Chinese e-commerce firm Alibaba Group is poised to price its IPO between $60 and $66 per share in an effort to raise $24 billion when it goes public on the New York Stock Exchange, according to a regulatory filing. At that pricing range, Alibaba would likely be valued at around $160 billion, although investor demand could drive valuations higher.
Alibaba’s IPO should become the largest ever in U.S. history, with September 19 tentatively marked as a public launch date.
This week the company’s top officials will begin a U.S. road tour to meet with interested investors in several major American cities. Two teams of senior-level executives – code-named red and orange – will later travel to Europe, the Middle East, and Asia before returning to New York. Alibaba will conduct more than 100 meetings over a 10-day period.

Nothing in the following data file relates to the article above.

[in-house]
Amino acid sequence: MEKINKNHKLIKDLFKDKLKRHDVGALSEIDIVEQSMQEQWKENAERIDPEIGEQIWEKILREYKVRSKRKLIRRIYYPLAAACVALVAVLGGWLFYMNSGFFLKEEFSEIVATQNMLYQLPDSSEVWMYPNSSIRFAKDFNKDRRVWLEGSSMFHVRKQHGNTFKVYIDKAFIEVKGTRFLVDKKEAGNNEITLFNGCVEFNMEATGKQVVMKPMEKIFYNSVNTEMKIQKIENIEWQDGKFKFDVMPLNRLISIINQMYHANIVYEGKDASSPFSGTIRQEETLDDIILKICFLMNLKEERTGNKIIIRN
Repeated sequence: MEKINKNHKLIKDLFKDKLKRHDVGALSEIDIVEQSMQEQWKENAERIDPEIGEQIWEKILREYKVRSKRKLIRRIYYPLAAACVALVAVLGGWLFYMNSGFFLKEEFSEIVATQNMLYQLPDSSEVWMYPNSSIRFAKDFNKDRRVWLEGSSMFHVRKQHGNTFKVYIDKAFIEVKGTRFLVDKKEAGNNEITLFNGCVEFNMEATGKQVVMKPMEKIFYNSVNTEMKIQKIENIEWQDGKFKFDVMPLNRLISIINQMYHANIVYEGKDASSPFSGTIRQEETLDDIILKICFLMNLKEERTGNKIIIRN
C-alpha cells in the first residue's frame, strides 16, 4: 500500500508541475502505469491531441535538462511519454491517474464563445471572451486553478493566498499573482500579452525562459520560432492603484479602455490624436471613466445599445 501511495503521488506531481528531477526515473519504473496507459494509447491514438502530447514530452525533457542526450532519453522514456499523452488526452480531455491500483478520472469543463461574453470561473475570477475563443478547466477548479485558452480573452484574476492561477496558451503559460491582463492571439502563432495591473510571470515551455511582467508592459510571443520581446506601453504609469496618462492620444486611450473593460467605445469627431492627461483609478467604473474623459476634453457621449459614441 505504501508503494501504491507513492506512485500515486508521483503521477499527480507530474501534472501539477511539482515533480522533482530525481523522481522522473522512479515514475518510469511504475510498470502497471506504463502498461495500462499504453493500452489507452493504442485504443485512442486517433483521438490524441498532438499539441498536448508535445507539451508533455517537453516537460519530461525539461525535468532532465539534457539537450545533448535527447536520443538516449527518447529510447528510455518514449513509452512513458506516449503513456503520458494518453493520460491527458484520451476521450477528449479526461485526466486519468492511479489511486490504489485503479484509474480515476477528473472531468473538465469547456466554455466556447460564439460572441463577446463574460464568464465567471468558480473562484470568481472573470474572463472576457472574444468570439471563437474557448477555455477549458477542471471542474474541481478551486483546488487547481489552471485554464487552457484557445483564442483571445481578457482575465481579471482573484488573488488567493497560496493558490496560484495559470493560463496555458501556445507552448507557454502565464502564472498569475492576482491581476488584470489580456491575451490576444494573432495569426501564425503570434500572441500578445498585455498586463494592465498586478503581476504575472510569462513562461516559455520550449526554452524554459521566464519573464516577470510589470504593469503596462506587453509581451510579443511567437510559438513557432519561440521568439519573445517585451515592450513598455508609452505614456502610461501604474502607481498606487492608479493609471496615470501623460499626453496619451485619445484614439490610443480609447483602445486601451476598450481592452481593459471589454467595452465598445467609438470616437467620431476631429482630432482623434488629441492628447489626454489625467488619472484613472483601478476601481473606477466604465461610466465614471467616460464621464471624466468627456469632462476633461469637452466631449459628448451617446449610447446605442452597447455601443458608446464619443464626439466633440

Alibaba plans to sell 123 million shares, taking the unusual step to allow its employees to purchase shares at the IPO price before its stock begins trading on the NYSE, according to a Wall Street Journal report. Although many global banks are involved in preparing for the launch, Alibaba has chosen Barclays as lead underwriter.
In its last fiscal year ended on March 31, Alibaba earned $3.7 billion, making it more profitable than U.S. e-commerce companies eBay and Amazon combined. For the quarter ended in June, Alibaba’s sales jumped 46% to $2.54 billion and its net income almost tripled to $1.99 billion. The company had 279 million active buyers at the close of the June quarter, a 50% rise from a year ago. The number of Alibabas’s monthly mobile users, meanwhile, increased 15% over the prior three months to 188 million.
Founded by Counselor Power 50 member Jack Ma in 1999, Alibaba sells across multiple platforms, including in the B2B space. Thousands of promotional products are widely available on the firm’s sites, including Alibaba.com.